What systems are primarily at risk from the vulnerability?
    This vulnerability requires that a user is logged on and reading e-mail or
    visiting Web sites for any malicious action to occur. Therefore, any
    systems where e-mail is read or where Internet Explorer is used
    frequently, such as workstations or terminal servers, are at the most risk
    from this vulnerability. Systems that are not typically used to read
    e-mail or to visit Web sites, such as most server systems, are at a
    reduced risk.

    I am running Internet Explorer on Windows Server 2003. Does this mitigate
    this vulnerability?
    Yes. By default, Internet Explorer on Windows Server 2003 runs in a
    restricted mode that is known as Enhanced Security Configuration. This
    mode mitigates this vulnerability where the e-mail vector is concerned
    although clicking on a link would still put users at risk. In Windows
    Server 2003, Microsoft Outlook Express uses plain text for reading and
    sending messages by default. When replying to an e-mail message that is
    sent in another format, the response is formatted in plain text.

    What is Internet Explorer Enhanced Security Configuration?
    Internet Explorer Enhanced Security Configuration is a group of
    preconfigured Internet Explorer settings that reduce the likelihood of a
    user or of an administrator downloading and running malicious Web content
    on a server. Internet Explorer Enhanced Security Configuration reduces
    this risk by modifying many security-related settings. This includes the
    settings on the Security tab and the Advanced tab in the Internet Options
    dialog box. Some of the important modifications include the following:

    Security level for the Internet zone is set to High. This setting disables
    scripts, ActiveX controls, Microsoft Java Virtual Machine (MSJVM), HTML
    content, and file downloads.
     *Automatic detection of intranet sites is disabled. This setting assigns
    all intranet Web sites and all Universal Naming Convention (UNC) paths
    that are not explicitly listed in the Local intranet zone to the Internet
    zone.
     *Install On Demand and non-Microsoft browser extensions are disabled.
    This setting prevents Web pages from automatically installing components
    and prevents non-Microsoft extensions from running.
     *Multimedia content is disabled. This setting prevents music, animations,
    and video clips from running.

    What does the update do?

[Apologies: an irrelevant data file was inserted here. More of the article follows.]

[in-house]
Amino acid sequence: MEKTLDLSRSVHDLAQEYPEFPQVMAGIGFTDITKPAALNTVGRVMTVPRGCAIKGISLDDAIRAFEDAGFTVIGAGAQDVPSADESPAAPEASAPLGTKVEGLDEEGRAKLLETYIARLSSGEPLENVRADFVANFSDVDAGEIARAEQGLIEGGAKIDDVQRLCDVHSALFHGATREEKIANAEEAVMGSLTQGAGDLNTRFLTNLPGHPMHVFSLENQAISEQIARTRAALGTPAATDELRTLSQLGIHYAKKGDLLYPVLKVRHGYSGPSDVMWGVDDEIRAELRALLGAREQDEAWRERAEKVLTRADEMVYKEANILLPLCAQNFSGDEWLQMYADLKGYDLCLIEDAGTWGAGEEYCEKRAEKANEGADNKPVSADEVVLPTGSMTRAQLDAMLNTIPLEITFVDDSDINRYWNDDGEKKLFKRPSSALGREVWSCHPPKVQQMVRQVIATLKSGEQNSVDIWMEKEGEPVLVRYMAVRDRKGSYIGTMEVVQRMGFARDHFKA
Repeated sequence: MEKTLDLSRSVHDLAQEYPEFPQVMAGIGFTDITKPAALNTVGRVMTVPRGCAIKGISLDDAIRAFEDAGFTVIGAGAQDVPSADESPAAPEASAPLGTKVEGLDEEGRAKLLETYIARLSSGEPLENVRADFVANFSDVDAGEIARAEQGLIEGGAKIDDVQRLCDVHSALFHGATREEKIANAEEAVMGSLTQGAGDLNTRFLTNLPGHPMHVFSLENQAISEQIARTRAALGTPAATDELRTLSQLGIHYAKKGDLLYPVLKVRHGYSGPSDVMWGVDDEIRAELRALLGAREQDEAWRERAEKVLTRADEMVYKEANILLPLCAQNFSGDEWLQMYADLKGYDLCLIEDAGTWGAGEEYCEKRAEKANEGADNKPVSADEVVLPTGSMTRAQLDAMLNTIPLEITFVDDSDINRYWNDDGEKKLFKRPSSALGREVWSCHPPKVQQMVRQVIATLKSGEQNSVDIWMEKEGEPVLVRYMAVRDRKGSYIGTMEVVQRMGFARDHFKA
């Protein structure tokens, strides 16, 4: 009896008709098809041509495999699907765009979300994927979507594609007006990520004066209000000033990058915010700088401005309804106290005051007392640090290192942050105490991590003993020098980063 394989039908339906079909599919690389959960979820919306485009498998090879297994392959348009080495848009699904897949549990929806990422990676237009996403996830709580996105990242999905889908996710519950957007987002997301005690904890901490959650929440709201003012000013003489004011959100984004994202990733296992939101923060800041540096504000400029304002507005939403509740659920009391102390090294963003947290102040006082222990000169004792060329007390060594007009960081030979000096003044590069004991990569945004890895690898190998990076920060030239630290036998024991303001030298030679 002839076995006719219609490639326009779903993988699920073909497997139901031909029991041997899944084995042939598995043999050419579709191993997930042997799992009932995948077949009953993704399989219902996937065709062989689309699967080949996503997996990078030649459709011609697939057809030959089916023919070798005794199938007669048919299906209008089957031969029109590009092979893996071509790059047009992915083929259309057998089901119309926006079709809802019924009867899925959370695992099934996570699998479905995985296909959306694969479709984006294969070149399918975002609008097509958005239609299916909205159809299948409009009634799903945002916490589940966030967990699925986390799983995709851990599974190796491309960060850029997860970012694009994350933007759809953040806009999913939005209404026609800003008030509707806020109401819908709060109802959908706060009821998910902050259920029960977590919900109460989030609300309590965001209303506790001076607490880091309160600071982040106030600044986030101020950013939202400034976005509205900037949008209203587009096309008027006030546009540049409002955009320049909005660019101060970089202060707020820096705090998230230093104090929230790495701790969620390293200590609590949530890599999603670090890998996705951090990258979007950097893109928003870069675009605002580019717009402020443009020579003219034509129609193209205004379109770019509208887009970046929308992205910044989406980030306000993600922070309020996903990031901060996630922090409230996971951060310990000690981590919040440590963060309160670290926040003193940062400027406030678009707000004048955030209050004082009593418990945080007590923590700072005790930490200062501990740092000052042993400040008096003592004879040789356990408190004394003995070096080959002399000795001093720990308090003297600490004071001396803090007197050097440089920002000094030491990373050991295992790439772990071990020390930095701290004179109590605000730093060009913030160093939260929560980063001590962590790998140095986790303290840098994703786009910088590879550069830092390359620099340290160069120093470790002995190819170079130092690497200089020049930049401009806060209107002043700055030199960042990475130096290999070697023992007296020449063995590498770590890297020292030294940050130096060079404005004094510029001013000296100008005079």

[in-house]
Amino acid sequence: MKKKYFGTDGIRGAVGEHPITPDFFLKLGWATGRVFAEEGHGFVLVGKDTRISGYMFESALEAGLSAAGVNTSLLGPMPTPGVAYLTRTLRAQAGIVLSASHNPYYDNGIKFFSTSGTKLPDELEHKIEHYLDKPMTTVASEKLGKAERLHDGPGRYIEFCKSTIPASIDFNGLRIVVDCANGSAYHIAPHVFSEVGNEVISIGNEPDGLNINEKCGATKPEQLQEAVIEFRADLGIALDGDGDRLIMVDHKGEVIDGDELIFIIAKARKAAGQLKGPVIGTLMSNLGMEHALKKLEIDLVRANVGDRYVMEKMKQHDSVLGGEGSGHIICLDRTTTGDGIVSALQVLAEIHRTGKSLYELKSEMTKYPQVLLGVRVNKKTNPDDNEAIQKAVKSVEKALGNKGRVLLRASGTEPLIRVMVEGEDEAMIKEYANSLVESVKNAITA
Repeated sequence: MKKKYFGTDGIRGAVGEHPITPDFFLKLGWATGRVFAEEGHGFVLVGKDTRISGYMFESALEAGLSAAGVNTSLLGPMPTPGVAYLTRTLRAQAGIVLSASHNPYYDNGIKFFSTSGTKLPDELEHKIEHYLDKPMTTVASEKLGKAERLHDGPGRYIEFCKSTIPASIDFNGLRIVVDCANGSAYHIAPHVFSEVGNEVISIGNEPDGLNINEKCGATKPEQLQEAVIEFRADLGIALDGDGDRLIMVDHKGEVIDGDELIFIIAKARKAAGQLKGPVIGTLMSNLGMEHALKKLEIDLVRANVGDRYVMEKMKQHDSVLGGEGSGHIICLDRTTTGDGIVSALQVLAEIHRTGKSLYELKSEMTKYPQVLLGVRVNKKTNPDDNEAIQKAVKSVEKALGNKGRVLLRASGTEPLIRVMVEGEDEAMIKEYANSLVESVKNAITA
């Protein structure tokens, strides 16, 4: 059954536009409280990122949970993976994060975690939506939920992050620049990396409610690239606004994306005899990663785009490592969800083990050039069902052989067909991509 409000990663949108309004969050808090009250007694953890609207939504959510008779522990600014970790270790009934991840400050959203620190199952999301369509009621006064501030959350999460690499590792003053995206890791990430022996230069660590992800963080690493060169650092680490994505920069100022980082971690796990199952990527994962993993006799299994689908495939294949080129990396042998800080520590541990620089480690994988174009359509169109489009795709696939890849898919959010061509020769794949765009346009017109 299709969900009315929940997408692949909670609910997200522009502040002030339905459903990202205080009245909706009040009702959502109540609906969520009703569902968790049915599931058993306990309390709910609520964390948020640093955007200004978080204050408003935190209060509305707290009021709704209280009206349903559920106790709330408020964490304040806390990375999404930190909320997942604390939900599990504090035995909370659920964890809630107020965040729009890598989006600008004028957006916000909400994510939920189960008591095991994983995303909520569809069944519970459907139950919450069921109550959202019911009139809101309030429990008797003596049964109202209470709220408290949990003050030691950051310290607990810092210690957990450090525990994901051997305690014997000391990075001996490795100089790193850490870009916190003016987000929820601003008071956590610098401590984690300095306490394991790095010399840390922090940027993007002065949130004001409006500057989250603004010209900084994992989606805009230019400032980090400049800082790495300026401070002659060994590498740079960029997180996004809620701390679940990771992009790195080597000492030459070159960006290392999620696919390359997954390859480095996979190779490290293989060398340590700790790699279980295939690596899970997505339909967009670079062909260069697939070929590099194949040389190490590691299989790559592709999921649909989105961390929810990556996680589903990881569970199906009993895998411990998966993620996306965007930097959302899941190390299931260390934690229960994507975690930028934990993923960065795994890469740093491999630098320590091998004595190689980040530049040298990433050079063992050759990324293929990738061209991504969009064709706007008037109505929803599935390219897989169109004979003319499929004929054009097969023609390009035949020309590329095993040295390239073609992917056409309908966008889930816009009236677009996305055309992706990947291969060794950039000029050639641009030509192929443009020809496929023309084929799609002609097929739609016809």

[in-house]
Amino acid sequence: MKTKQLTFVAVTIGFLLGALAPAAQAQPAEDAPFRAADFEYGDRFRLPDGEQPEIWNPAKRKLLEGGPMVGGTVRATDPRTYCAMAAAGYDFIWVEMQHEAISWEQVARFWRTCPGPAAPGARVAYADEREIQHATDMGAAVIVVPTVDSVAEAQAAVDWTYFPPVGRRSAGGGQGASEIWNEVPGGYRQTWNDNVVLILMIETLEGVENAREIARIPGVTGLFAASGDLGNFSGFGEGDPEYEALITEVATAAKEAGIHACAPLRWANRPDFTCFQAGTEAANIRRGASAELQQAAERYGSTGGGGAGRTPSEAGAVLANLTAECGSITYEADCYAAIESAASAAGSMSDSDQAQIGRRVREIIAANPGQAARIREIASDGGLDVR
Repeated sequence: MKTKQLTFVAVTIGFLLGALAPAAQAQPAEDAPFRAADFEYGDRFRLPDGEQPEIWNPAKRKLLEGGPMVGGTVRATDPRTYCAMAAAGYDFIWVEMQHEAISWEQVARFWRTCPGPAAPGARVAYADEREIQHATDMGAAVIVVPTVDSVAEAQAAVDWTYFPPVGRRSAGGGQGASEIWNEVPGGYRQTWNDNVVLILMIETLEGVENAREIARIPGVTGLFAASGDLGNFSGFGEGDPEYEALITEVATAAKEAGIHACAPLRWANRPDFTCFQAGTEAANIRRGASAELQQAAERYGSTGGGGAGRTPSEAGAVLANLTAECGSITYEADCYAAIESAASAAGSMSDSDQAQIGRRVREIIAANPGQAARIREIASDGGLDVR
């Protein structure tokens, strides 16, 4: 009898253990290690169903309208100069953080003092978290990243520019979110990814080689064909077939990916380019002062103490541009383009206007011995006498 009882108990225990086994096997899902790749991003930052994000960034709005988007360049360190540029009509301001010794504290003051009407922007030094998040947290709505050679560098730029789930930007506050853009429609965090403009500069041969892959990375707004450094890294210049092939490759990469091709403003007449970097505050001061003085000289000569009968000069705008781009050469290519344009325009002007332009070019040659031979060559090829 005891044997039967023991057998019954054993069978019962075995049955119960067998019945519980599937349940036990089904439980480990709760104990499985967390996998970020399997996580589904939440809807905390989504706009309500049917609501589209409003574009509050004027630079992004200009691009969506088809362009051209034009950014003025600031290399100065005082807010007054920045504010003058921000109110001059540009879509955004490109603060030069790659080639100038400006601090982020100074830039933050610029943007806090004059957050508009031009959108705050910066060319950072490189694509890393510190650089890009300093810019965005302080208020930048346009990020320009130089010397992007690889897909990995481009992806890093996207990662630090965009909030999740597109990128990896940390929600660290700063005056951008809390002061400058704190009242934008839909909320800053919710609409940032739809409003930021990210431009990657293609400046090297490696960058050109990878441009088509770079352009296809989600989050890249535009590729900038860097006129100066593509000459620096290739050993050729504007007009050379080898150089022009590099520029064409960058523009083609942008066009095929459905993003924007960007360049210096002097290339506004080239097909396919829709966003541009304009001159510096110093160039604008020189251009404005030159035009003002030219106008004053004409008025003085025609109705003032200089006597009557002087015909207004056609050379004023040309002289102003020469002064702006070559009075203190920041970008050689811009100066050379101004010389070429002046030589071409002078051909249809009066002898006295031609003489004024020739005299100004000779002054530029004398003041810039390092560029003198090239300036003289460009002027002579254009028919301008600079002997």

The update removes the vulnerability by modifying the way that Internet
    Explorer validates the length of a message before it passes the message to
    the allocated buffer.

    When this security bulletin was issued, had this vulnerability been
    publicly disclosed?
    Yes. This vulnerability has been publicly disclosed. It has been assigned
    Common Vulnerability and Exposure number CAN-2005-1988.

    When this security bulletin was issued, had Microsoft received any reports
    that this vulnerability was being exploited?
    No. Microsoft had not received any information to indicate that this
    vulnerability had been publicly used to attack customers and had not seen
    any examples of proof of concept code published when this security
    bulletin was originally issued.

    Web Folder Behaviors Cross-Domain Vulnerability - CAN-2005-1989:
    A cross-domain vulnerability exists in Internet Explorer that could allow
    information disclosure or remote code execution on an affected system. An
    attacker could exploit the vulnerability by constructing a malicious Web
    page. The malicious Web page could potentially allow remote code execution
    if it is viewed by a user. An attacker who successfully exploited this
    vulnerability could take complete control of an affected system. However,
    significant user interaction and social engineering is required to exploit
    this vulnerability.

    Mitigating Factors for Web Folder Behaviors Cross-Domain Vulnerability -
    CAN-2005-1989:
    In a Web-based attack scenario, an attacker would have to host a Web site
    that contains a Web page that is used to exploit this vulnerability. An
    attacker could also attempt to compromise a Web site to have it display a
    Web page that contains malicious content. An attacker would have no way to
    force users to visit a Web site. Instead, an attacker would have to